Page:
A family beach holiday [compound adj]: an annual event in which the potential for calamity escalates by a multiple of the number of participants who have their own ideas of how it should be conducted. Part two.
Belty allowed our little family a week in his inherited beach house in exchange for a modest handful of local currency. Having transported a substantial portion of our worldly goods to the Barney’s Cape cottage, we settled in for the first night. My hilarious anointing of a locked room as ‘The Torture Chamber’ appears to be backfiring on me. Our twin offspring are convinced that they can hear nefarious deeds taking place in there and, eschewing fear, they demand right of entry. Jan snuggles them into [our] bed while I, their Protector, go outside to check if the noises they heard emanate from elsewhere on the property. A parked dilapidated penny-farthing bicycle briefly distracts me, but not enough to miss the faint glow lighting the cartoon curtains behind the windows of the locked Torture Chamber. Now, read on.
Had I not looked up then, I might have missed the shadow that scampered from window to window. There was a series of clumps so close together it was difficult to tell them apart. The non-discerning listener may have heard them as a sole, but comprehensive, thump. Then the light vanished. I felt my sphincter tighten.
There are some who are born fully-equipped to deal with the sudden disruptions to the daily drudge; there are others who acquire those skills from rude experience. I am not those people. Panic is my go-to state. I ran through the screendoor into the house without opening it. I can show you the scars.
Picture it. Me, 100-metre-sprint-panting, bleeding from fresh wounds; Jan, looking up from her dog-eared copy of the ironically-titled novel, Infinite Jest, an eyebrow cocked quizzically; Meander and Mayhem safely, and completely, asleep on my side of the bed. It was the couch for me, as Jan thumbed me in that direction.
Still rattled, I sipped my way into the vat of fine scotch I had purloined from the house bar while I planned the strategy that would protect my little family from whatever-the-hell-was-behind-that-door. I sat upright, facing the locked room, a garden spade resting across my knees, and immediately fell asleep. As the Nameless Dread was about to sink its fangs into my helpless leaden body, it began to cackle and I awoke enough to make out Jan in the kitchen, glass in hand sharing a laugh with a large silhouette showing me its back.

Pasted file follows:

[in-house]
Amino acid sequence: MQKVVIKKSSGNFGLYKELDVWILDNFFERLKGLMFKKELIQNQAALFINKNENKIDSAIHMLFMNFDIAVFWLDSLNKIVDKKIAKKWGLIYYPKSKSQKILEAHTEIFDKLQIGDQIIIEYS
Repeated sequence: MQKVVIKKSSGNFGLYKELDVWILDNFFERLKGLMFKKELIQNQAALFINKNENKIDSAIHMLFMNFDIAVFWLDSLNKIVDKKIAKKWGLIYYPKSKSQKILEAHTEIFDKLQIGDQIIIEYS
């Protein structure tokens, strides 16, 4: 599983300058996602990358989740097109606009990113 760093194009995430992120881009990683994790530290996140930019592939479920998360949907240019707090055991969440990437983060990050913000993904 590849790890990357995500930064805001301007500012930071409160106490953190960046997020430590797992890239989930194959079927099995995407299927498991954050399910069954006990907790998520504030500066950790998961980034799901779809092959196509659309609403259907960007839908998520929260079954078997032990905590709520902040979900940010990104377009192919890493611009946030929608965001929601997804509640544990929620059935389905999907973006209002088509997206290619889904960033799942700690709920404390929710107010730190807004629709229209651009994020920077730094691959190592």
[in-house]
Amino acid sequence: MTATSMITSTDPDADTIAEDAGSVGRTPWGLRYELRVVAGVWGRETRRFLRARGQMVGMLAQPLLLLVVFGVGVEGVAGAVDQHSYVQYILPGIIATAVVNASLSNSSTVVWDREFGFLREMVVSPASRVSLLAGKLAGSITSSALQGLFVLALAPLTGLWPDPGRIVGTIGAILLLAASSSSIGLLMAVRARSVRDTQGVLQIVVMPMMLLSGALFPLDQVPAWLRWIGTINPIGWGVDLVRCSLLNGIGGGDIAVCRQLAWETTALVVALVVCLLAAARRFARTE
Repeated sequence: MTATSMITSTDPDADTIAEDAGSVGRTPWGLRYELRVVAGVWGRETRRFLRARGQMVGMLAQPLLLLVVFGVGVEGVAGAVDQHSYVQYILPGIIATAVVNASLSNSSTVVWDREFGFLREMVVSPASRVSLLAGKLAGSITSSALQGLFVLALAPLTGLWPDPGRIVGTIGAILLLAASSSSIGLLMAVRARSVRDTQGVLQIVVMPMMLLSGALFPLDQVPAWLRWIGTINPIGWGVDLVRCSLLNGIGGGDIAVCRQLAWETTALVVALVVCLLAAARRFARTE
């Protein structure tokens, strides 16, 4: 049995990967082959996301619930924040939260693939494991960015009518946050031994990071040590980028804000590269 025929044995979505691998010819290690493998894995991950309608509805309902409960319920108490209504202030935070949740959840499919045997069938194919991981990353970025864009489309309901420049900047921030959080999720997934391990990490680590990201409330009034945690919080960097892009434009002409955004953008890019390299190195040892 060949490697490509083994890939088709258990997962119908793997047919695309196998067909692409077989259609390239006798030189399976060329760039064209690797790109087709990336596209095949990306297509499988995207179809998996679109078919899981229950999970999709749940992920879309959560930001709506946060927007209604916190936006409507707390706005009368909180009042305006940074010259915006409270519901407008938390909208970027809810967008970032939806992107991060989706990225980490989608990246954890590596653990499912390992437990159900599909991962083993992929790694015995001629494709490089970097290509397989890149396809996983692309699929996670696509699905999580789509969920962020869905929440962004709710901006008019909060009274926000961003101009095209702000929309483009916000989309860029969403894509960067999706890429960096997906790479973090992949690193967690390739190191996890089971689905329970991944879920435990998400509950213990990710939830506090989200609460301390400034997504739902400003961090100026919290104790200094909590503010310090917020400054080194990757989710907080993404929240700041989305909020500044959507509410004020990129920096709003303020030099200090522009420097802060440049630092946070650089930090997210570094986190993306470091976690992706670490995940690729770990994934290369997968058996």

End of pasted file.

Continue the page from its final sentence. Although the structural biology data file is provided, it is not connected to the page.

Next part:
Yes, it was Steven Maurice Belt [‘Not guilty, your Worship.’] and my wife sniggering over the prank they, in collusion with my children, had successfully subjected me to. I allowed unconsciousness to claim me once again.
As he and Jan had decided, Belty had arrived at the house hours earlier and settled into The Torture Chamber. The rest of the charade, with the complicity of the kids, was fairly straightforward. The low light of a shaded lamp, a bit of banging about, a grunt or two and the fix was in.
The penny-farthing propped against the side of the house was a signifier. Whenever Belty was in residence, the ancient velocipede was liberated from the shed informing the township that Belty was back and things were likely to get a bit interesting.
The sight of Belty’s huge frame clad in a bathing costume, circa 1920, clambering aboard his ‘big boy bike’, as he was pleased to call it, was not for the faint-hearted. Especially as dawn had barely finished its work and breakfast had yet to begin. Still, he was out of the house and likely to be so for much of the day. The life-saver’s cap tied at a jaunty angle looked like a small handkerchief on his massive head. He was bound for the Barney’s Cape Surf Club where he would take up a position in the watchtower. Apart from the odd sortie to ‘cool off’, alternating between pub and shoreline, he would remain there until the sun did a runner.